Here’s a little powder keg for a Friday afternoon. Screenwriter Justin Samuels is suing CAA and WME for not taking him as a client, alleging systematic racial discriminatory practices. The lawsuit was filed in October 2010, but I first heard about it in a blog post forwarded to me by AJ Todaro.
Samuels is suing under Title VII of the Civil Rights Act of 1964, and New York State human rights law. The actual court filing is illuminating, because it reflects common misperceptions about how screenwriters get paid:
I wrote 8 scripts, and I estimate them to be worth a million each. Therefore I am do [sic] 8 million in damages.
By this math, the collective readership of this blog is worth several billion dollars. Congratulations, everyone! First yacht is on me.
The facts, as Samuels sees them:
In order for a screenwriter to submit to the defendants, one must have an industry referral. Such a referral is a referral from a major figure in the film industry that does business with them, such as a director or producer. Unfortunately, as most of the people in these positions are white, this effectively locks out black non white screenwriters. This effectively bars me and all others deemed to be outsiders from being able to realistically pursue a career as a screenwriter. I personally received an e-mail from Creative Artists Agency telling me that they didn’t accept any unsolicited submissions or communications on 09/23/2008. I got a similar e-mail from William Morris Agency on 11/19/08.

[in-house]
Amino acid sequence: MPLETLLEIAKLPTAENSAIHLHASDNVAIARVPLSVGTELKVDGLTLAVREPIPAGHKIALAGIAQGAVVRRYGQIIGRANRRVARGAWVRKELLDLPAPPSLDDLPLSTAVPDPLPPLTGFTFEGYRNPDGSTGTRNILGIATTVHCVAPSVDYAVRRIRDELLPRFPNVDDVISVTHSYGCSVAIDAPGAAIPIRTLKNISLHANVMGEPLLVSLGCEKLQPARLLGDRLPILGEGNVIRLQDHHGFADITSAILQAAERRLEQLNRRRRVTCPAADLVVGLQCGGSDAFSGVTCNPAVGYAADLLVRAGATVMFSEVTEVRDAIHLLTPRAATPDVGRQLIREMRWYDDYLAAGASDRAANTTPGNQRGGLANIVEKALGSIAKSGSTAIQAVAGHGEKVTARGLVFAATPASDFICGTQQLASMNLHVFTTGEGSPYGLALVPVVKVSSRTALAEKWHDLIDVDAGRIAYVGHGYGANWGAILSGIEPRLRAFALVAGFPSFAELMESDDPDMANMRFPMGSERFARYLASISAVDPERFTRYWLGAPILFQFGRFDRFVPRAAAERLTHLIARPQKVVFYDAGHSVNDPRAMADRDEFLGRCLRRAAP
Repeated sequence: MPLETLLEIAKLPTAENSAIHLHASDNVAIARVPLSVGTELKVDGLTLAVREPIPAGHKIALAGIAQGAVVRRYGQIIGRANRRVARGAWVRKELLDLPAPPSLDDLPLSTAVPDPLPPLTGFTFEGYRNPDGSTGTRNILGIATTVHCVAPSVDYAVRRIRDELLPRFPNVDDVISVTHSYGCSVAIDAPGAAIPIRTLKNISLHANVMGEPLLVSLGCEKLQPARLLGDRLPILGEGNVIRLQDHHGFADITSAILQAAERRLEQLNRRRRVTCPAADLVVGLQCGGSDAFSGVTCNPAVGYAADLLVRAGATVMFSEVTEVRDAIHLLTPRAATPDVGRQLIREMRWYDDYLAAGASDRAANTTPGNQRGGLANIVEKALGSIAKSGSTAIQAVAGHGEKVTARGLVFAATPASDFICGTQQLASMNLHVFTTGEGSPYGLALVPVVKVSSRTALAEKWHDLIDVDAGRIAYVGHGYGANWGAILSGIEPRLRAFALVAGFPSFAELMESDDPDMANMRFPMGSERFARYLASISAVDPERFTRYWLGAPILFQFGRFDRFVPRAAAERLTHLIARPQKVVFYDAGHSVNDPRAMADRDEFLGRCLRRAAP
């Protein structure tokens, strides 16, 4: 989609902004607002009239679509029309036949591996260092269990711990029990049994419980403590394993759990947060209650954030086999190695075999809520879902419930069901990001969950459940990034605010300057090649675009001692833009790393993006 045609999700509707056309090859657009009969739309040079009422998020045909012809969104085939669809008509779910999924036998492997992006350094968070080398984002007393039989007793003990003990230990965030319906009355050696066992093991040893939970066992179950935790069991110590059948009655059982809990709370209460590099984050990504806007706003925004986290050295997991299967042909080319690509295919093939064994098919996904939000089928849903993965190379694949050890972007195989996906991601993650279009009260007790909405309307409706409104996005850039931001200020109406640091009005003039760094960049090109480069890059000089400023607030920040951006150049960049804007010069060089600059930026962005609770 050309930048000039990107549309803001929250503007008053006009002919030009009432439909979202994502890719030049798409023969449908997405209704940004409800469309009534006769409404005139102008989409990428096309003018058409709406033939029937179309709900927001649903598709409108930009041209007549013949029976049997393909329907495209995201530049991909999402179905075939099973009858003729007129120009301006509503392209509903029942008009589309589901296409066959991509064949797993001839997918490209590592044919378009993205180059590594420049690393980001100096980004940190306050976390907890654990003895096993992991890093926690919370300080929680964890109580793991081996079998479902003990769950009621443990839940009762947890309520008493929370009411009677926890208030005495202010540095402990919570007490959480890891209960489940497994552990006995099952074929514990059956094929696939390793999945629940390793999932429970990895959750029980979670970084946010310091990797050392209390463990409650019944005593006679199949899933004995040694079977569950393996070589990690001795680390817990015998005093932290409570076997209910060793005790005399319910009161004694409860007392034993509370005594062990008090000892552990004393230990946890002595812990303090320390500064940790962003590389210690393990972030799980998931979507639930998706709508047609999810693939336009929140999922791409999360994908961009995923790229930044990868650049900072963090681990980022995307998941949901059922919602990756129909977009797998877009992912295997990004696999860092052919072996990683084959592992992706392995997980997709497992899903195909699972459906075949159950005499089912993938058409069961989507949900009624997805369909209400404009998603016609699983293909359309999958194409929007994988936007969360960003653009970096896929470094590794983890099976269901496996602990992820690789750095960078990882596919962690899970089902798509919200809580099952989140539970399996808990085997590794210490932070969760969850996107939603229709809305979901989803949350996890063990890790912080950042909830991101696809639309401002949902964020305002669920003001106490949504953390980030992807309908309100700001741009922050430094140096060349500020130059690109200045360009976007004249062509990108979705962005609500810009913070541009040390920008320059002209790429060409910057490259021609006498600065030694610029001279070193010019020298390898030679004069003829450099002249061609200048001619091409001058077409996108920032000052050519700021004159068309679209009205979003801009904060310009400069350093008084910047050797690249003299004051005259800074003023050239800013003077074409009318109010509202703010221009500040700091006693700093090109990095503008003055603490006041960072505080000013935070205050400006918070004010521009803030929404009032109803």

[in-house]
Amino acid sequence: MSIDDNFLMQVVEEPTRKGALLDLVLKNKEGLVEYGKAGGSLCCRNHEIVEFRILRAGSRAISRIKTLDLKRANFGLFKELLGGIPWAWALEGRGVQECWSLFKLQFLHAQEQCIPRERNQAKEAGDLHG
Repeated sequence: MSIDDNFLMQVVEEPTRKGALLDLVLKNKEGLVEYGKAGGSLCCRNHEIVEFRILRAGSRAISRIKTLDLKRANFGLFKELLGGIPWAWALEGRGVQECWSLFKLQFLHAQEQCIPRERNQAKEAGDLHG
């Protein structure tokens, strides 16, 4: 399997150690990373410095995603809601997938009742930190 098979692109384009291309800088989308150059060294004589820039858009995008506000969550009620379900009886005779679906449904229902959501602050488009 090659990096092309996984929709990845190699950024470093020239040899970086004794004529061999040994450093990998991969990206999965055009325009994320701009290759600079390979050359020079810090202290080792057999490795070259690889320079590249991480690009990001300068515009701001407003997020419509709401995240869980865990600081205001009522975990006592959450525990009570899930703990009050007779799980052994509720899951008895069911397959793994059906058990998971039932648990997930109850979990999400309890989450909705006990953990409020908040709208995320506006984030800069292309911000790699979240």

A few points are correct and familiar to aspiring screenwriters. The major agencies won’t read unsolicited material, so to get on their reading list, you need to be brought to their attention. That could mean a referral from a client or buyer, or gaining acclaim at a film festival. Someone meaningful needs to say you’re brilliant.
Samuels’ use of “outsiders” should resonate with any reader living somewhere other than Los Angeles.
Other than sending query letters to agencies, it’s not clear what other steps Samuels has taken to initiate a screenwriting career. He apparently hasn’t moved to Los Angeles, or interned, or worked in an agency mailroom, or gone to film school, or applied for one of the diversity programs at the studios or networks.
I can’t guarantee Samuels would have been successful if he’d tried any or all of these steps, but I think he’d have a better case. His attorney will have a hard time finding any screenwriter of any race who has become successful doing as little as Samuels has.
Like a lot of aspiring screenwriters, Samuels perceives the industry as walled-off wonderland filled with riches. Given how media portrays it, I can understand why: you only hear about the screenwriters who make it. That’s one reason I’m showcasing more of the First Person articles, to let aspiring screenwriters understand what a slog it really is.